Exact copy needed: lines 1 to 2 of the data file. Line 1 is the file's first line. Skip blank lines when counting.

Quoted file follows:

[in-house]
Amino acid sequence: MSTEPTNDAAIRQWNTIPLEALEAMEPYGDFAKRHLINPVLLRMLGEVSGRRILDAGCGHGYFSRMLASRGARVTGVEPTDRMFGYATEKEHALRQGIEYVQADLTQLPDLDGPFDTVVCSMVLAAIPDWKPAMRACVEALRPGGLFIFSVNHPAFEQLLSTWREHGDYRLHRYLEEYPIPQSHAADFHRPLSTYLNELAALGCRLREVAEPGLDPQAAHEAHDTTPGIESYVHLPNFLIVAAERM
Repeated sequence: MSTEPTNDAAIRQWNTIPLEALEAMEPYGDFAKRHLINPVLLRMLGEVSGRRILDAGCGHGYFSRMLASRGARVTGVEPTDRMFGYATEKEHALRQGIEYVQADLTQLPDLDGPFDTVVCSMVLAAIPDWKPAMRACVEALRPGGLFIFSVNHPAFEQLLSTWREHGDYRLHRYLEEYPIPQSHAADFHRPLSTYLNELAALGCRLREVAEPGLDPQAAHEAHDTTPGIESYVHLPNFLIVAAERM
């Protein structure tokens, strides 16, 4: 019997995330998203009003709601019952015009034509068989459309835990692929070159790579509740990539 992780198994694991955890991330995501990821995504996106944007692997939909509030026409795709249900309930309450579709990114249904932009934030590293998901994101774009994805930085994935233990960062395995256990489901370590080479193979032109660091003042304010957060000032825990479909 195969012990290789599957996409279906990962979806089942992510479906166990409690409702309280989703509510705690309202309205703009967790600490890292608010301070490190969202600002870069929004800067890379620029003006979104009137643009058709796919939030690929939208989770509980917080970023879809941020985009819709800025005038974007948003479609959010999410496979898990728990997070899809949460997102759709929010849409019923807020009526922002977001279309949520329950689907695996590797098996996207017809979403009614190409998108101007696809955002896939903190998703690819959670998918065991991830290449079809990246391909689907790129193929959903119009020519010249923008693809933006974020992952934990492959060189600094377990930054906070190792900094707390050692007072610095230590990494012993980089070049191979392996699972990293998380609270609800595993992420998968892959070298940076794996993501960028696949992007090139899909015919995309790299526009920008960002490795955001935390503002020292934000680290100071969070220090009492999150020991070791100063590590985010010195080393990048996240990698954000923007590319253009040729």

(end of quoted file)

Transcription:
[in-house]
Amino acid sequence: MSTEPTNDAAIRQWNTIPLEALEAMEPYGDFAKRHLINPVLLRMLGEVSGRRILDAGCGHGYFSRMLASRGARVTGVEPTDRMFGYATEKEHALRQGIEYVQADLTQLPDLDGPFDTVVCSMVLAAIPDWKPAMRACVEALRPGGLFIFSVNHPAFEQLLSTWREHGDYRLHRYLEEYPIPQSHAADFHRPLSTYLNELAALGCRLREVAEPGLDPQAAHEAHDTTPGIESYVHLPNFLIVAAERM